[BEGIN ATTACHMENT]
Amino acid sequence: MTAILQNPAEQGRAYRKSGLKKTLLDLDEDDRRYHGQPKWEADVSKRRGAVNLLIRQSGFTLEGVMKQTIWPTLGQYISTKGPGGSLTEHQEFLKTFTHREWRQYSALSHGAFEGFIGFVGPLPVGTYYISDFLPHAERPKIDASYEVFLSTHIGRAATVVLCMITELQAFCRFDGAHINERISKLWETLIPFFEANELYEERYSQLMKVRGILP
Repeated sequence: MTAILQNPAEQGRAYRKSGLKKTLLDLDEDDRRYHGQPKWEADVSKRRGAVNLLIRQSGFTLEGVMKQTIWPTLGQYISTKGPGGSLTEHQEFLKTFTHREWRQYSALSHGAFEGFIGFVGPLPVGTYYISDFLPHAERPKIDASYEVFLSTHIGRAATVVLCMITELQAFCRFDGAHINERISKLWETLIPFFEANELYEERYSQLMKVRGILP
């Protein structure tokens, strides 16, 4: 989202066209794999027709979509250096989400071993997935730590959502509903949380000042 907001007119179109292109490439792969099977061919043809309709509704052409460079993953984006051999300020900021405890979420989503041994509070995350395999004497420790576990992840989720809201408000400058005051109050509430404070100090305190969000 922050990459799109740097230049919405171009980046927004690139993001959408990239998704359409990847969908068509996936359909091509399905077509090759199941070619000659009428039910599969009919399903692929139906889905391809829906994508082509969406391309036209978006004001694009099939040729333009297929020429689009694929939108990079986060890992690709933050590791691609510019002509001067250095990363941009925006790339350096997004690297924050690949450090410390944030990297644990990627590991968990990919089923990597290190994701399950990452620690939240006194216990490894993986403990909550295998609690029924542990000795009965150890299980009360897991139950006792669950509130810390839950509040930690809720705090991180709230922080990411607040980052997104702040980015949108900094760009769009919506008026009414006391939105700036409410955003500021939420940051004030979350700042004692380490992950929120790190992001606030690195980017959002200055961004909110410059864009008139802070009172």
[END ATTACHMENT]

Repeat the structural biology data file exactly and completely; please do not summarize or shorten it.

Amino acid sequence: MTAILQNPAEQGRAYRKSGLKKTLLDLDEDDRRYHGQPKWEADVSKRRGAVNLLIRQSGFTLEGVMKQTIWPTLGQYISTKGPGGSLTEHQEFLKTFTHREWRQYSALSHGAFEGFIGFVGPLPVGTYYISDFLPHAERPKIDASYEVFLSTHIGRAATVVLCMITELQAFCRFDGAHINERISKLWETLIPFFEANELYEERYSQLMKVRGILP
Repeated sequence: MTAILQNPAEQGRAYRKSGLKKTLLDLDEDDRRYHGQPKWEADVSKRRGAVNLLIRQSGFTLEGVMKQTIWPTLGQYISTKGPGGSLTEHQEFLKTFTHREWRQYSALSHGAFEGFIGFVGPLPVGTYYISDFLPHAERPKIDASYEVFLSTHIGRAATVVLCMITELQAFCRFDGAHINERISKLWETLIPFFEANELYEERYSQLMKVRGILP
């Protein structure tokens, strides 16, 4: 989202066209794999027709979509250096989400071993997935730590959502509903949380000042 907001007119179109292109490439792969099977061919043809309709509704052409460079993953984006051999300020900021405890979420989503041994509070995350395999004497420790576990992840989720809201408000400058005051109050509430404070100090305190969000 922050990459799109740097230049919405171009980046927004690139993001959408990239998704359409990847969908068509996936359909091509399905077509090759199941070619000659009428039910599969009919399903692929139906889905391809829906994508082509969406391309036209978006004001694009099939040729333009297929020429689009694929939108990079986060890992690709933050590791691609510019002509001067250095990363941009925006790339350096997004690297924050690949450090410390944030990297644990990627590991968990990919089923990597290190994701399950990452620690939240006194216990490894993986403990909550295998609690029924542990000795009965150890299980009360897991139950006792669950509130810390839950509040930690809720705090991180709230922080990411607040980052997104702040980015949108900094760009769009919506008026009414006391939105700036409410955003500021939420940051004030979350700042004692380490992950929120790190992001606030690195980017959002200055961004909110410059864009008139802070009172």